From the Associated Press:
They wanted the campus experience, but their colleges sent them home to learn online during the coronavirus pandemic. Now, students at more than 25 U.S. universities are filing lawsuits against their schools demanding partial refunds on tuition and campus fees, saying they’re not getting the caliber of education they were promised.
The suits reflect students’ growing frustration with online classes that schools scrambled to create as the coronavirus forced campuses across the nation to close last month. The suits say students should pay lower rates for the portion of the term that was offered online, arguing that the quality of instruction is far below the classroom experience.
Colleges, though, reject the idea that refunds are in order. Students are learning from the same professors who teach on campus, officials have said, and they’re still earning credits toward their degrees. Schools insist that, after being forced to close by their states, they’re still offering students a quality education.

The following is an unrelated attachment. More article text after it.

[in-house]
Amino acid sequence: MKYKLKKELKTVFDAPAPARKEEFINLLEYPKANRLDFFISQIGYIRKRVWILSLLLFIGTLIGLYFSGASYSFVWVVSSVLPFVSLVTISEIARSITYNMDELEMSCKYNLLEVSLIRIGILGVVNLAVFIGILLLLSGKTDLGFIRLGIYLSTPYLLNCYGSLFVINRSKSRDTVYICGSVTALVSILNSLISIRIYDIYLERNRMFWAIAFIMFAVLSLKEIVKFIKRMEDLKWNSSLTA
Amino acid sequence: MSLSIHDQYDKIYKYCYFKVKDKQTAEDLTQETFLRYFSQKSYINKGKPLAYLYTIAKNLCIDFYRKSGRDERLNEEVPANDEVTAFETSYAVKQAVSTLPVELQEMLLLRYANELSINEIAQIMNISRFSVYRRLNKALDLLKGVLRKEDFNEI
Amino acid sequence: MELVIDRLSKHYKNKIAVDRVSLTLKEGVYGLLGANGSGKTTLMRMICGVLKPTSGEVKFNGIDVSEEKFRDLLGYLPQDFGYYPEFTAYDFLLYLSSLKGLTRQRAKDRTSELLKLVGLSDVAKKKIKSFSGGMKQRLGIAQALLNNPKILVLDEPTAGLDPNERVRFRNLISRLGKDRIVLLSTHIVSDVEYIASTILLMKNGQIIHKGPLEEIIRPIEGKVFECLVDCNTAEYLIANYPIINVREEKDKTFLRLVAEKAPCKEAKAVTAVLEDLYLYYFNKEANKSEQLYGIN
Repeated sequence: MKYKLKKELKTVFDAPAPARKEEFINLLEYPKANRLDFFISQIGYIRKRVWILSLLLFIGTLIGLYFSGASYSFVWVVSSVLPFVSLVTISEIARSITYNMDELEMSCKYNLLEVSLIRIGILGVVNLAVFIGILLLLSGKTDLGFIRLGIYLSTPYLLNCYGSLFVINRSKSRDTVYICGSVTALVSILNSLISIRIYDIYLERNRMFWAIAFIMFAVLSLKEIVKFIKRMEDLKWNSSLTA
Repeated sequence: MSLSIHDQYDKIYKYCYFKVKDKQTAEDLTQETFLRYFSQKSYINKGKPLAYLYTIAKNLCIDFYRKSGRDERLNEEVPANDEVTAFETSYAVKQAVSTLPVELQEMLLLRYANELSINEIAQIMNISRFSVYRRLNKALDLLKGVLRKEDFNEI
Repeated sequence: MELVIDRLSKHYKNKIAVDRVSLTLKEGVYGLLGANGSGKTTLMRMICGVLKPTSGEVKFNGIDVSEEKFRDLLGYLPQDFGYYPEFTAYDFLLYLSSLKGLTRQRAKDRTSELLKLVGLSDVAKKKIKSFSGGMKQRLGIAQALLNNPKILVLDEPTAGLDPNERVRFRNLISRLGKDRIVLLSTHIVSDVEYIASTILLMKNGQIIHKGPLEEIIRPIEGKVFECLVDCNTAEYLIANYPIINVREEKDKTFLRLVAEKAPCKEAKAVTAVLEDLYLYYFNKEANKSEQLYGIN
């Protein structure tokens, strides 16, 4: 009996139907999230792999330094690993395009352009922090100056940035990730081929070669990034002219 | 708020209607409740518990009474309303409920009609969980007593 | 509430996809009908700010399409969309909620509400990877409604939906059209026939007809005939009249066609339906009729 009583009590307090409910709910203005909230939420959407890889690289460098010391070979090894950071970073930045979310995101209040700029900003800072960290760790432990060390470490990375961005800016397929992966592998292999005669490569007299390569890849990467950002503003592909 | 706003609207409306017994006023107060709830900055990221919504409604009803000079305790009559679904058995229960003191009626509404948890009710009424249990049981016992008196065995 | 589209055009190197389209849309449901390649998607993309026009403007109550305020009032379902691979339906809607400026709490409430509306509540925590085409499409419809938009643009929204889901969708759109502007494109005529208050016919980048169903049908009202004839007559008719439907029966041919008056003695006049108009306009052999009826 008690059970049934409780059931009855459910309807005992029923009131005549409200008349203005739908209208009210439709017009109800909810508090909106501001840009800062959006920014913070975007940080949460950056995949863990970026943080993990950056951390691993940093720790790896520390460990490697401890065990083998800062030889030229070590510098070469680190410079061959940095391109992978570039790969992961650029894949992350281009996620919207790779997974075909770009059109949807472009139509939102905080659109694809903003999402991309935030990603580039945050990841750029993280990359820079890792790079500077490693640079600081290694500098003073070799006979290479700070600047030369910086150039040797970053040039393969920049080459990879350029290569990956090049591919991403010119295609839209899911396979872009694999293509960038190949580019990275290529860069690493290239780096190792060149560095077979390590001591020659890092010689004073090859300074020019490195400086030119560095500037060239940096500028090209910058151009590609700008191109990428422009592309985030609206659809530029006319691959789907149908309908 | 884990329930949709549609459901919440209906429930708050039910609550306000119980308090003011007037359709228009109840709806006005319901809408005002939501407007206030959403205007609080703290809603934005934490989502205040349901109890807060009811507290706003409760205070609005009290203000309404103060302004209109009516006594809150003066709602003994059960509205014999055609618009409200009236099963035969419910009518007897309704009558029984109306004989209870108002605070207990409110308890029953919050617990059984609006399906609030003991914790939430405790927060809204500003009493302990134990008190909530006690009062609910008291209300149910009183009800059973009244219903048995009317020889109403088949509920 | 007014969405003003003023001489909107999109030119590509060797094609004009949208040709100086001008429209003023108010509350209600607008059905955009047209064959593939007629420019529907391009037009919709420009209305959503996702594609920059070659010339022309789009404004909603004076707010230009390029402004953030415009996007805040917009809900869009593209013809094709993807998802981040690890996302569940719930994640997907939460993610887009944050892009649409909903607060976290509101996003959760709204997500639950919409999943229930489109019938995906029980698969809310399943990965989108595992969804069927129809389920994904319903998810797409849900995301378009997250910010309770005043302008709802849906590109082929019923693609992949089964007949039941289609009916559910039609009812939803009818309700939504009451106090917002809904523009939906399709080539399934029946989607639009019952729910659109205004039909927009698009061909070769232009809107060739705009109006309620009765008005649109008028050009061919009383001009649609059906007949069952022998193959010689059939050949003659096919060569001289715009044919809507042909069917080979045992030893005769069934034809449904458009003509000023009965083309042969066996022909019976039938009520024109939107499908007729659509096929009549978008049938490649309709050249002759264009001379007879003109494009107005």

These colleges might as well be telling us that watching porn is just as good as actually having sex (..ok, honestly a lot of times for gals the porn watching is sadly better, but I digress), or that playing Call of Duty is just as badass as real war. And they're right - zoning out for several months of remote learning is simply not the same as zoning out while physically in the classroom. You can't compare.
Really though I 110% agree with the students and feel like a lot of the schools being sued so far could spare a couple bucks to make partial refunds a reality... Among some of them so far are Drexel, Berkeley, Vanderbilt, Purdue, Brown, Columbia, Cornell, Michigan State, and University of Colorado, Boulder. At least give the damn campus fees back to people Brown, I know you can do it.
Other students are having a bit more luck and some schools were quick to get crackin' on refunds before they were even asked. From HigherEd.com:
…Smith College, Harvard University and Amherst College, announced almost immediately that students would receive prorated room and board refunds. Many others have come up with partial refund plans in the following weeks, which have been met with praise by some students and with lawsuits and petitions by others.
On a final note, for all the stories I've been reading about some professors just dumping workloads into the portal & phoning it in instead of teaching, others are stepping up to the plate doing as much as they can to keep students going.